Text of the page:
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US building claims achieving net-zero goal

HVAC manufacturers donate expertise to help vie for Living Building Challenge, LEED Platinum and Sustainable Sites Initiative recognitions

| | Jul 11, 2012 | 12:12 pm
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HVAC manufacturers donate expertise to help vie for Living Building Challenge, LEED Platinum and Sustainable Sites Initiative recognitions

The Center for Sustainable Landscapes (CSL) at Phipps Conservatory and Botanical Gardens, dubbed the largest Living Building Challenge project in the United States, has opened in Pittsburgh. Announcing this, air curtain manufacturer, Berner International revealed that more than 10 HVAC industry manufacturers partially donated equipment that contributed to the conservatory achieving its net-zero energy goal. Berner added that as the centerpiece of a $23.5 million expansion project at the 119-year-old non-profit conservatory, the 24,350-square-foot CSL will be the largest building in operation pursuing Living Building status in the country when it is reviewed for the status after one year of recorded data, and will meet or exceed the world’s three highest certifications for sustainable structures and landscapes – Living Building Challenge status, LEED Platinum certification and Sustainable Sites Initiative. The CSL, reportedly, seeks to be a net-zero energy and sustainability role model for future buildings.

Berner explained the finer points of the project while highlighting the contribution by various companies: Aided with the HVAC manufacturer consortium’s innovations, two Pittsburgh firms, The Design Alliance Architects, and MEP consulting engineering company CJL Engineering, spearheaded the facility’s net-zero energy strategy. The design team incorporated energy recovery, geothermal, natural ventilation, solar photovoltaic, vertical axis wind turbine and other technologies, resulting in minimal input from municipal water and power utilities. Excess onsite electric and water production will be used to supplement neighboring buildings on the 13-acre site. The heart of the building’s HVAC is the Tricoil energy recovery system by Sensible Equipment, Orlando, Florida, installed by mechanical contractor, SSM Industries, Pittsburgh, while Berner itself has assembled and coordinated green OEM HVAC equipment and suppliers for the Tricoil portion of the project. Assembling the equipment within the region supports the Living Building Challenge PR8 Materials Radius requirement. The 12,000-cfm Tricoil supplies both enthalpy wheel dehumidification and mechanical dehumidification via a patented recuperative loop that pre-cools and reheats outside air requirements. The system, which is supplemented by the building’s natural ventilation and under-floor ductwork air displacement strategy, also provides air conditioning and heating with help from energy recovery. Its water source heat pump is supplied by a 14-well vertical geothermal field installed by Western Pennsylvania Geothermal Heating & Cooling, Saxonburg. A building automation system by Automatic Logic, Kennesaw, Georgia, monitors and controls all building environmental conditions. The other green HVAC equipment donated to the project is electrical components by Chess Electric, Girard, Ohio; rooftop curb by Conn-Fab, Uncasville, Connecticut; filters and filter glide pack by Filtech, West Homestead, Pennsylvania; exterior panels, doors and view ports by ITM4, Buffalo, Minnesota; compressors by Liqua-Chill, Oakmont, Pennsylvania; coils by Luvata/Heatcraft, Grenada, Mississippi; and fans by Pennbarry, Lebanon, Indiana.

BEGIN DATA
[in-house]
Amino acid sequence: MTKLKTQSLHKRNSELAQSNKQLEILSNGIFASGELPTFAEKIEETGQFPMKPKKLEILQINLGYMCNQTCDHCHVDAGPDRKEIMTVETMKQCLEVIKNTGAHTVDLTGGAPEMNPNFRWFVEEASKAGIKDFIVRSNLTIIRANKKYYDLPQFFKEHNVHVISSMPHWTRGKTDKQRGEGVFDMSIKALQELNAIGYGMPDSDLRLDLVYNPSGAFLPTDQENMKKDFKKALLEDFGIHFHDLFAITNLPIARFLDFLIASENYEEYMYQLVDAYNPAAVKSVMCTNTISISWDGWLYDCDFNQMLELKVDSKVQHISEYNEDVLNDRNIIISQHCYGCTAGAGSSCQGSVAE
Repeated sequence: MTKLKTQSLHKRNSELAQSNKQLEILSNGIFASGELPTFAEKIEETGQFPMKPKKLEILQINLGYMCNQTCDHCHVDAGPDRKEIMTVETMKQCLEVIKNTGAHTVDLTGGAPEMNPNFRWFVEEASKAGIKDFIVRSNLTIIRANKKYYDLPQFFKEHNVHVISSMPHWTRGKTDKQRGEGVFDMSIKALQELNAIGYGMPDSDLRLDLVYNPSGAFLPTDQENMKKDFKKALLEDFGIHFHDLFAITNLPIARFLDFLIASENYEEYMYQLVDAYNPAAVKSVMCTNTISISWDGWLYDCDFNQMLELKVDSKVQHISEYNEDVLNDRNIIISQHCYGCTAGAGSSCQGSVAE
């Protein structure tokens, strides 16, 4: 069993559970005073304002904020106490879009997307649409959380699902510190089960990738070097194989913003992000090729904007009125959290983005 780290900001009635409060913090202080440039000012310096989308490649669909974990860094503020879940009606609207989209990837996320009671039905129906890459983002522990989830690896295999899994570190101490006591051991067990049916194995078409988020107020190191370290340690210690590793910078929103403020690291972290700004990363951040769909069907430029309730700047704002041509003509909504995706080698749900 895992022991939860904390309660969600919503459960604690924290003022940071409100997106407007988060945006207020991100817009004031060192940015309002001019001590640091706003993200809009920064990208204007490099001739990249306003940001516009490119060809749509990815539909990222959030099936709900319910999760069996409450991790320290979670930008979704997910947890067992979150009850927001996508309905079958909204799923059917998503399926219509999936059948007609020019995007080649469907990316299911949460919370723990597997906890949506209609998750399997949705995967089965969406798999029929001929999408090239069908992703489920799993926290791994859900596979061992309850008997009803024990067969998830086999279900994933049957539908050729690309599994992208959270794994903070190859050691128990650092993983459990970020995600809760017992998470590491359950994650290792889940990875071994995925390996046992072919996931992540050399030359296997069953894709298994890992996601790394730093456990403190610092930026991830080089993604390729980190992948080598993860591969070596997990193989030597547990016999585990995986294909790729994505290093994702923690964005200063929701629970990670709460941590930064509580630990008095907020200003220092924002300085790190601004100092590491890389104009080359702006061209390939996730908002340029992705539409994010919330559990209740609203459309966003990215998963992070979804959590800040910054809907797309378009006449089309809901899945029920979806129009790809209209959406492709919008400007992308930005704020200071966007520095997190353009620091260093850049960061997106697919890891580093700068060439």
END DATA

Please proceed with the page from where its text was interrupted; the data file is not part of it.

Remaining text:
“The design uses sustainable equipment and concepts readily available today, but what’s unique is the unprecedented combination of all this equipment into a net-zero energy application,” said Alan Traugott, principal, CJL Engineering.

Kenneth L Eiermann, principal, Sensible Equipment, and inventor and patent holder of the Tricoil, added: “In preliminary design meetings we (HVAC manufacturers) thought net-zero energy might be insurmountable, especially in terms of air conditioning, but once everybody started conceiving of the sustainable possibilities within their own custom manufacturing capabilities, it was an exciting and viable challenge.”

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